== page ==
Ecclesiastical division is consolidated

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By Anastasios M. Tamis*

Last week we analyzed the main causes that led to the Ecclesiastical Division in Australia. We argued that after 1957, the second phase of division began, which culminated in 1960 with the excommunication of the rulers of the historical communities of Adelaide, Melbourne, Sydney and Newcastle by the fourth Metropolitan/Archbishop Ezekiel Tsoukalas, a strictly theocentric and royalist Hierarch with high ecclesiastical morale and conscience.

The cause of the long-standing division this time was the systematic attempt to reconstruct the formation and constitution of Hellenism of Australia. Until 1957, the social and political organization of Hellenism was based on the operation of the Historical Communities, one in each state capital of the Australian Commonwealth. Until then these Historical (non-geographic) Communities, one each in every State, were responsible for Greek-language education and the ethno-religious preservation of Hellenism. Under the pretext of the mass arrival of Greek settlers in Australia after 1952, following the Bilateral Greece-Australia Migration Agreement, the ecclesiastic-centered system of Greek Community organization was introduced. The new policy aimed, in essence, at removing power and political power from the secular and democratically elected historical communities and replacing them with Ecclesiastical Communities in every regional or urban region with some solid number of Greek settlers. These new Ecclesiastical Communities, the foundation of which was blessed by the Archdiocese, were also administered by “democratically” elected community rulers, whose candidacy and election, however, had to have the approval and the final endorsement of Archbishop. According to historical documents, the candidates who would run the new Communities, which the old Communitarians called “offshoots”, were not to be Communists, or anti-Ecclesiastic and anti-Orthodox in their sentiments. They also ought to be likeable to the Church and its principles, nationalists in their aspirations, loyal patriots and godly. With the new system of social and political organization the old historical communities were weakened. They lost their catholic role and jurisdiction, limited their ambitions and responsibilities, and shared socio-cultural and political power with the Ecclesiastic Communities as “first among equals.”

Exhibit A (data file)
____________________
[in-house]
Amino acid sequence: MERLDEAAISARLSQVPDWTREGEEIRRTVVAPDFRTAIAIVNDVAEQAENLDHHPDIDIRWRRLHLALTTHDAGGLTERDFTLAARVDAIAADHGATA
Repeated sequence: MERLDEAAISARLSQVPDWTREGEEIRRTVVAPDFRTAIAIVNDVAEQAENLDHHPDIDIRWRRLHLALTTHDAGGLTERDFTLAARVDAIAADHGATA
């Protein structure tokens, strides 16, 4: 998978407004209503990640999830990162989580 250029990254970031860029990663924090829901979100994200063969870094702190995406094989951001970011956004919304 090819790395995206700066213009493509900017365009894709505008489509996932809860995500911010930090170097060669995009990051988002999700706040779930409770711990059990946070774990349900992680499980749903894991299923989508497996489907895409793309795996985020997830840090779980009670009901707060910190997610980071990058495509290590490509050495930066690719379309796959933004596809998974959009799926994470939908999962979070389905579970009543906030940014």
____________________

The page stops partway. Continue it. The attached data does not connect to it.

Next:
The fourth Archbishop, Cretan Stylianos Charkianakis, a capable and erudite leader, but a furious, highly irritable person, impetuous and extroverted, maintained and developed the Ecclesiastical Division. His aim had been to completely eradicate the Ecclesiastic Communities, levelling them to the status of parishes and restrict the power of the Historical Communities. Archbishop Stylianos, planned and implemented the third and final phase of the organization of Hellenism, essentially refuting the role of Ecclesiastical Communities and establishing the genesis of an unnecessary plethora of local parishes. This move abolished any notion of democratic claim to power. He established the “appointment of community administrations” as an act of regulation. He leveled economically the Ecclesiastical Communities by establishing within their administrative boundaries, new Orthodox Parish Churches at a short distance in which His Assistant Bishops often officiated, so that the congregations could indirectly secede from the ecclesiastical communities. Over the years, the latter, seriously weakened and eroded, and by decisions of their “General Assemblies”, finally decided to surround their “authority” converting their Communities into Parishes.